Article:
Click-Coupling to Electrostatically Grafted Polymers Greatly Improves the Stability of a Continuous Monitoring Sensor with Single-Molecule Resolution

Yu Ting Lin, Rosan Vermaas, Junhong Yan, Arthur M. de Jong, Menno W.J. Prins (Corresponding author)

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Abstract

Sensing technologies for the real-time monitoring of biomolecules will allow studies of dynamic changes in biological systems and the development of control strategies based on measured responses. Here, we describe a molecular architecture and coupling process that allow continuous measurements of low-concentration biomolecules over long durations in a sensing technology with single-molecule resolution. The sensor is based on measuring temporal changes of the motion of particles upon binding and unbinding of analyte molecules. The biofunctionalization involves covalent coupling by click chemistry to PLL-g-PEG bottlebrush polymers. The polymer is grafted to a surface by multivalent electrostatic interactions, while the poly(ethylene glycol) suppresses nonspecific binding of biomolecules. With this biofunctionalization strategy, we demonstrate the continuous monitoring of single-stranded DNA and a medically relevant small-molecule analyte (creatinine), in sandwich and competitive assays, in buffer and in filtered blood plasma, with picomolar, nanomolar, and micromolar analyte concentrations, and with continuous sensor operation over 10 h.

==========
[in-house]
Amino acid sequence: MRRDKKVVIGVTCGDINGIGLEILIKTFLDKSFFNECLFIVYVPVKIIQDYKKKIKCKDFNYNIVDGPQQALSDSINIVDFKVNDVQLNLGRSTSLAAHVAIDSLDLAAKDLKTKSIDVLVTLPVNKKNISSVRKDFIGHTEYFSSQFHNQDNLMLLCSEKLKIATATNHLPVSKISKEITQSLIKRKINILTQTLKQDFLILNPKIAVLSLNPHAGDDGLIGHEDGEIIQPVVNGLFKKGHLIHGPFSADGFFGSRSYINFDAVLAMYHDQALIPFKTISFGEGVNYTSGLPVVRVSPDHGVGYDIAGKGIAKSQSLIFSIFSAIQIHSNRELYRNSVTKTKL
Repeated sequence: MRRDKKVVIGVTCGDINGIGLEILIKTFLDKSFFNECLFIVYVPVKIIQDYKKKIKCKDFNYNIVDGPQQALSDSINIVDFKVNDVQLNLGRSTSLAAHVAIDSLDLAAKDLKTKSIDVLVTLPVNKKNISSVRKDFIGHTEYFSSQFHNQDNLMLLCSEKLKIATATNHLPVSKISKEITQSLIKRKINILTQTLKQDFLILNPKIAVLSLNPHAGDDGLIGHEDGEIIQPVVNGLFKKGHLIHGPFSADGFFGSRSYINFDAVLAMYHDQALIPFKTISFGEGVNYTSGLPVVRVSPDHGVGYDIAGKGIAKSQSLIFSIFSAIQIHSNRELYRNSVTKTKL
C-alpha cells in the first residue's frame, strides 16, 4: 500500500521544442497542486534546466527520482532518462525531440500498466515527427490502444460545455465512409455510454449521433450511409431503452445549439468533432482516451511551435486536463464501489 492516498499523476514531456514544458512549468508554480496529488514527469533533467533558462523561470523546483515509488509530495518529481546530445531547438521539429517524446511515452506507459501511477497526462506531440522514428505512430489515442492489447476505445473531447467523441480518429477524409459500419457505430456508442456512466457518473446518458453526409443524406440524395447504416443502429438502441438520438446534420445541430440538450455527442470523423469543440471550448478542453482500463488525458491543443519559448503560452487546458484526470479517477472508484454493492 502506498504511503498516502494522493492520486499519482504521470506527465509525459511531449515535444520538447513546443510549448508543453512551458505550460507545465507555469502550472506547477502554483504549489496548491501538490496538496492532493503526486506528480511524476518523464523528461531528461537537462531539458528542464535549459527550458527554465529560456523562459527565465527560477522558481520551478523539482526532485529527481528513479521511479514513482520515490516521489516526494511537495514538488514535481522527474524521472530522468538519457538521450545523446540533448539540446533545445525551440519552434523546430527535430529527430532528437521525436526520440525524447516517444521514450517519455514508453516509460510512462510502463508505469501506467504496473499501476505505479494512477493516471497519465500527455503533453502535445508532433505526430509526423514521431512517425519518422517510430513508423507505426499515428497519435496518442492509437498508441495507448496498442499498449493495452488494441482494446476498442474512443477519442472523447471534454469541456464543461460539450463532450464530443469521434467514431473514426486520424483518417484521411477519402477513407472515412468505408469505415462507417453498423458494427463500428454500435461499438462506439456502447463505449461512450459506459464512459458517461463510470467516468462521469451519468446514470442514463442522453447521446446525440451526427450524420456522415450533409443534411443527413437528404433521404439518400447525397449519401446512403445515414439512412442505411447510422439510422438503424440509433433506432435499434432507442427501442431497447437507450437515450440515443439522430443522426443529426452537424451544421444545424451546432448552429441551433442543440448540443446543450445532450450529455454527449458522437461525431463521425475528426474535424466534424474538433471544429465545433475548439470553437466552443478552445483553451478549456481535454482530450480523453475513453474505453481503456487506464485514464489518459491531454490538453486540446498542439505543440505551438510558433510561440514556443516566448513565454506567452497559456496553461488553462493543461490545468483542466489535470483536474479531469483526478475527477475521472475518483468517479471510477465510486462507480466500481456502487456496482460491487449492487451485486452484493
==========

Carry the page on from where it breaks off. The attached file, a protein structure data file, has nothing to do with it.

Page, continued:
Original languageEnglish
Pages (from-to)1980-1986
Number of pages7
JournalACS Sensors
Volume6
Issue number5
DOIs
Publication statusPublished - 28 May 2021

Bibliographical note

Funding Information:
We thank Human Gesellschaft für Biochemica und Diagnostica mbH for kindly providing the anticreatinine antibody. We thank Max Bergkamp and Emiel Visser for the particle tracking and event detection algorithms. Part of this work was funded by the Dutch Research Council (NWO), section Applied and Engineering Sciences, under grant number 15481. Part of this work was funded by the Safe-N-Medtech H2020 project under grant agreement no. 814607.

Keywords

  • biofunctionalization
  • click chemistry
  • continuous monitoring biosensors
  • low-fouling
  • polyelectrolyte

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